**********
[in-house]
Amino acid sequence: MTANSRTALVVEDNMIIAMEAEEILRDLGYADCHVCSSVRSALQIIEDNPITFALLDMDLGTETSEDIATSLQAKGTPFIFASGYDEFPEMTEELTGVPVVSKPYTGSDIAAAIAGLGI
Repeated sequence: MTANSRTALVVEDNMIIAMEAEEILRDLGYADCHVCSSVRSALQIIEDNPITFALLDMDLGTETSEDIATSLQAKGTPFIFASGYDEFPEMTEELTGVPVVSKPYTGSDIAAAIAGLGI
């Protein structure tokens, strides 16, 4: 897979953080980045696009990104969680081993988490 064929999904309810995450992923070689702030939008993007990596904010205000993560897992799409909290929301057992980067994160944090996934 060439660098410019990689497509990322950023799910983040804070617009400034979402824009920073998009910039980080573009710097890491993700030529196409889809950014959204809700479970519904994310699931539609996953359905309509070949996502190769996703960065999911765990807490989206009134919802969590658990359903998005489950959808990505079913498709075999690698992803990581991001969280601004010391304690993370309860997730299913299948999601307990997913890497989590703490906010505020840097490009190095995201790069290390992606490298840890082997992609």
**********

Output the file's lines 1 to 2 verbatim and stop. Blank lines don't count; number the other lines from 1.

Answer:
[in-house]
Amino acid sequence: MTANSRTALVVEDNMIIAMEAEEILRDLGYADCHVCSSVRSALQIIEDNPITFALLDMDLGTETSEDIATSLQAKGTPFIFASGYDEFPEMTEELTGVPVVSKPYTGSDIAAAIAGLGI